The Radio Button Control

Radio-button controls are an integral part of any UI toolkit. A radio button gives the user several choices and forces her to select a single item. To enforce this single-selection model, radio buttons generally belong to a group and each group is forced to have only one item selected at a time.

To create a group of radio buttons in Android, first create a RadioGroup and then populate the group with radio buttons. Listing 4-15 and Figure 4-5 show an example.

Listing 4-15. Using Android Radio-Button Widgets

<LinearLayout xmlns:android="http://schemas.android.com/apk/res/android" android:orientation="vertical" android:layout_width="fill_parent" android:layout_height="fill_parent">

<RadioGroup android:layout_width="wrap_content"

android:layout_height="wrap_content">

<RadioButton android:id="@+id/chRBtn"

android:text="Chicken" android:layout_width="wrap_content" android:layout_height="wrap_content"/>

<RadioButton android:id="@+id/fishRBtn" android:text="Fish" android:layout_width="wrap_content" android:layout_height="wrap_content"/>

<RadioButton android:id="@+id/stkRBtn" android:text="Steak" android:layout_width="wrap_content" android:layout_height="wrap_content"/>

</RadioGroup> </LinearLayout>

In Android, you implement a radio group using android.widget.RadioGroup and a radio button using android.widget.RadioButton.

Figure 4-5. Using radio buttons

Note that the radio buttons within the radio group are, by default, unchecked to begin with. To set one of the radio buttons to the checked state, you can obtain a reference to the radio button programmatically and call setChecked():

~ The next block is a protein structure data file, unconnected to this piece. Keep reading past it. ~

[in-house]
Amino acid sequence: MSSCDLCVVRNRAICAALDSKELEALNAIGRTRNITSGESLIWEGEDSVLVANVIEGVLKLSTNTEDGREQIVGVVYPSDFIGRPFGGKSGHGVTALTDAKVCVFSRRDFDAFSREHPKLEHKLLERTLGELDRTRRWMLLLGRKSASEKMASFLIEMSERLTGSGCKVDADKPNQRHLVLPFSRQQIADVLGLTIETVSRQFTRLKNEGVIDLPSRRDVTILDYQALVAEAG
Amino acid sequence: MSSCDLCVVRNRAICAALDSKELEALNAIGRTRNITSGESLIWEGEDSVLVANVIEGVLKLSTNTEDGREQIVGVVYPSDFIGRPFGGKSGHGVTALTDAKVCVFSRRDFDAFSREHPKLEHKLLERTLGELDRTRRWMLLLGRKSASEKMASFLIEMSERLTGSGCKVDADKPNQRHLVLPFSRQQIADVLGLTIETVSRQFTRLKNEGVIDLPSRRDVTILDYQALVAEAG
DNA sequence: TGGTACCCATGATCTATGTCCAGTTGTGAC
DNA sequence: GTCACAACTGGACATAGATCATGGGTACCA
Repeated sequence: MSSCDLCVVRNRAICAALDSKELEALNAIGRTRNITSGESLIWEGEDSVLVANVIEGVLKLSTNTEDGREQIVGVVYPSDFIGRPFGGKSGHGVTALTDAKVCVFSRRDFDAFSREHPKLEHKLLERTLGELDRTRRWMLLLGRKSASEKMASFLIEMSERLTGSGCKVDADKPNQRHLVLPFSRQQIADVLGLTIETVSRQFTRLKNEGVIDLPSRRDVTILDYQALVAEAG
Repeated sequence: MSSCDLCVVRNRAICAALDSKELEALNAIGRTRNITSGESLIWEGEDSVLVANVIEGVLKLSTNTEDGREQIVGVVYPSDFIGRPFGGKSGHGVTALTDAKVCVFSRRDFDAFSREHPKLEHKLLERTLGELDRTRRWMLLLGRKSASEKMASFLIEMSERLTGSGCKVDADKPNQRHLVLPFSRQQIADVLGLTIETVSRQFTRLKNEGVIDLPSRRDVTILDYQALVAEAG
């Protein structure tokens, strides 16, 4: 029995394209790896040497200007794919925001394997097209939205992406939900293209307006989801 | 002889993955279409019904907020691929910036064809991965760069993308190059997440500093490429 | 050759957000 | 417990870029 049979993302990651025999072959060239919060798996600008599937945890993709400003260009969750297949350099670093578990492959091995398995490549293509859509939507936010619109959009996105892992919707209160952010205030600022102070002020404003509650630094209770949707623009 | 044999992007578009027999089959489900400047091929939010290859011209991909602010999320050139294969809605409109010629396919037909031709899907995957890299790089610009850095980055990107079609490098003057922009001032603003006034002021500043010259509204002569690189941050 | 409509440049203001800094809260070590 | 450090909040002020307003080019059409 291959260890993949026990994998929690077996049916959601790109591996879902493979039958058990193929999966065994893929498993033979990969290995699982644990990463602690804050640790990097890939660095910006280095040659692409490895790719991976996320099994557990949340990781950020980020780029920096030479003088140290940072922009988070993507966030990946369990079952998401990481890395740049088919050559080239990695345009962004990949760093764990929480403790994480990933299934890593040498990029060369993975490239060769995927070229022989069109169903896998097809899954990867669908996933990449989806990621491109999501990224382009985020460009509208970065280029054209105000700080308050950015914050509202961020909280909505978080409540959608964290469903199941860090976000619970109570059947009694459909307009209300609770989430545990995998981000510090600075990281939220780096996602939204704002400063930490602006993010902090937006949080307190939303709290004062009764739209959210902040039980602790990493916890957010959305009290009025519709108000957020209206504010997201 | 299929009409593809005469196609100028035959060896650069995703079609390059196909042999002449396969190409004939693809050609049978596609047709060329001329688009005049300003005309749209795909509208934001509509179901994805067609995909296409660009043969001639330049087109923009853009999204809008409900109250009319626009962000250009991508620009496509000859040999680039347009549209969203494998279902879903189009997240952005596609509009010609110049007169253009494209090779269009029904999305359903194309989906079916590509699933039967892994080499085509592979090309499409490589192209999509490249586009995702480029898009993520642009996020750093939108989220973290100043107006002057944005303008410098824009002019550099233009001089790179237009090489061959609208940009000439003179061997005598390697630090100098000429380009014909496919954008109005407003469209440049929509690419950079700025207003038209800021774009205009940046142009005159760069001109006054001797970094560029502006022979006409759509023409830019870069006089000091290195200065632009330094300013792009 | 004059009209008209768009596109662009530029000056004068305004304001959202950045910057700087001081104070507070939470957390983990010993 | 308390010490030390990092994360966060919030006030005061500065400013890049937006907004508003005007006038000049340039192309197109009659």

RadioButton rbtn = (RadioButton)this.findViewById(R.id.stkRBtn); rbtn.setChecked(true);

You can also use the toggle() method to toggle the state of the radio button. As with the CheckBox control, you will be notified of on-checked or on-unchecked events if you call the setOnCheckedChangeListener() with an implementation of the OnCheckedChangeListener interface.

Realize that RadioGroup can also contain views other than the radio button. For example, Listing 4-16 adds a TextView after the last radio button. Also note that a radio button lies outside the radio group.

Listing 4-16. A Radio Group with More Than Just Radio Buttons

<LinearLayout xmlns:android="http://schemas.android.com/apk/res/android" android:orientation="vertical" android:layout_width="fill_parent" android:layout_height="fill_parent">

<RadioButton android:id="@+id/anotherRadBtn"

Figure 4-5. Using radio buttons android:text="Outside"

android:layout_width="wrap_content"

android:layout_height="wrap_content"/>

<RadioGroup android:id="@+id/rdGrp"

android:layout_width="wrap_content" android:layout_height="wrap_content">

<RadioButton android:id="@+id/chRBtn" android:text="Chicken" android:layout_width="wrap_content" android:layout_height="wrap_content"/> <RadioButton android:id="@+id/fishRBtn" android:text="Fish" android:layout_width="wrap_content" android:layout_height="wrap_content"/> <RadioButton android:id="@+id/stkRBtn" android:text="Steak" android:layout_width="wrap_content" android:layout_height="wrap_content"/>

<TextView android:text="My Favorite"

android:layout_width="wrap_content" android:layout_height="wrap_content"/> </RadioGroup>

</LinearLayout>

Listing 4-16 shows that you can have non-RadioButton controls inside a radio group. Moreover, you should know that the radio group can enforce single-selection only on the radio buttons within its own container. That is, the radio button with ID anotherRadBtn will not be affected by the radio group shown in Listing 4-16 because it is not one of the group's children.

Also know that you can manipulate the RadioGroup programmatically. For example, you can obtain a reference to a radio group programmatically and add a radio button (or other type of control):

RadioGroup rdgrp = (RadioGroup)findViewById(R.id.rdGrp); RadioButton newRadioBtn = new RadioButton(this); newRadioBtn.setText("Pork"); rdgrp.addView(newRadioBtn);

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